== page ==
“Discovering that he has nine lives and is destined to be the next ‘Chrestomanci’ is not part of Christopher’s plans for the future: he’d much rather play cricket and wander around his secret dream worlds. But he soon finds that destiny is difficult to avoid, and that having more than the usual number of lives is pretty inconvenient–especially when you them as easily as he does!
Then an evil smuggler, known only as The Wraith, threatens the ways of the worlds and forces Christopher to take action…”
This was one of the books I bought when I was just starting out with this blog. Who knew that it would take a year for me to get around to reading it? Needless to say, I loved taking a break from work with the book–though it did take me a few days to actually finish it as life got a little bit busy in the work front. But that’s beside the point of this post. I am here to share that I loved reading the book; it was exactly what I needed to get my mind off work during those few minutes I had to myself prior to sleeping.
Too much information?
Anyway, onto the book itself–
I loved how Miss Jones, may she rest in peace, wrote the character of Christopher Chant that you couldn’t help but empathize with him. Here was a young boy, all set for the great adventure of school and cricket–and suddenly he gets transplanted into a private tutorship with a high-ranking official. Trust me, it’s less creepy than it currently sounds.
When we follow Christopher’s life (or lives, as it were) as they take the numerous twists and turns provided by the people surrounding him, we see things through his eyes–and this, I think, makes the book really absorbing. Christopher has this wide-eyed innocence about him that you feel as if you’re discovering these magical world with him–even though he’s lived there all his life, and we’re just visitors. But what really amazed me in Miss Jones’s writing is how she was able to twist it around in the end to make Christopher seem like the unlikeable person in the eyes of the other characters. And then you look back to the chapters when you’ve seen him interact with the characters who don’t like him, and you understand where they’re coming from.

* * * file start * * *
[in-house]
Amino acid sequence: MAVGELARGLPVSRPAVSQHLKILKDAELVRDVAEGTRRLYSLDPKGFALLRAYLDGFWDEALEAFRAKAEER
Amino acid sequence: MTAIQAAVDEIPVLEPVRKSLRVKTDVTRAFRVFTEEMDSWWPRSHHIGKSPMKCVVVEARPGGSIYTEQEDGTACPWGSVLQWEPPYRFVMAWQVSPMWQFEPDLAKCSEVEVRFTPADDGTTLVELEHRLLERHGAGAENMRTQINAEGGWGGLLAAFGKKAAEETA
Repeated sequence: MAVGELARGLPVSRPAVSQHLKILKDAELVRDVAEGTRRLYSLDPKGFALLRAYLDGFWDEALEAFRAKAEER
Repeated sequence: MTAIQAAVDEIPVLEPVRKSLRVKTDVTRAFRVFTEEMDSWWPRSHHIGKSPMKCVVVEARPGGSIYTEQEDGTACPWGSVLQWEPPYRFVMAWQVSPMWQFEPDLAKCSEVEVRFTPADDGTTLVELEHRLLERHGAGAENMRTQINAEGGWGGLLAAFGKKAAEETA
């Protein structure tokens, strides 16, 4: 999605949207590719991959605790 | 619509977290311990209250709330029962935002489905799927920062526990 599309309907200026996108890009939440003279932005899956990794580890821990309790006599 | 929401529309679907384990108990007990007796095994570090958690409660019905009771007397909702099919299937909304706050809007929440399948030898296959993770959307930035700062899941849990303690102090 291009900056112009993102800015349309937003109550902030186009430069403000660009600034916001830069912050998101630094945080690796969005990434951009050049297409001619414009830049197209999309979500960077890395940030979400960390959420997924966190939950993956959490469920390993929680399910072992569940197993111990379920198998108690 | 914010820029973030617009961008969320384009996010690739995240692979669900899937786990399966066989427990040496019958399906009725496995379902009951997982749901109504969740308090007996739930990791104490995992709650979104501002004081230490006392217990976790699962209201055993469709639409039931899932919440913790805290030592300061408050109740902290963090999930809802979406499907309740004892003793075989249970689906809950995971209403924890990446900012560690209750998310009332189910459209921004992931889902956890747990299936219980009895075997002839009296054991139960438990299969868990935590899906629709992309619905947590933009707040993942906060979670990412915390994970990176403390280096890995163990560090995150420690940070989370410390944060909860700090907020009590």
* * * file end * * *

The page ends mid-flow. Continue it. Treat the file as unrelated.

Miss Jones writes Christopher with such childlike glee, that Christopher really does come out as a child.
Considering that the book was published way back in 1988, I’m not going to comment much on the twist. I’m sure back then it was very shocking to have a friend turn out to be not so friendly–but it’s become a bit of a trope nowadays. Admittedly, it is very well-plotted out though–which is why, I guess, it was so easy to see where the story was heading with that particular story thread.
I do love how Miss Jones explains parallel worlds though–which I won’t elaborate on, as they play a part in this book’s story.
The Lives of Christopher Chant is an amazing children’s book that would be perfect as a gift–especially to those who have read the Harry Potter series (and not much else) and are looking for new worlds to explore.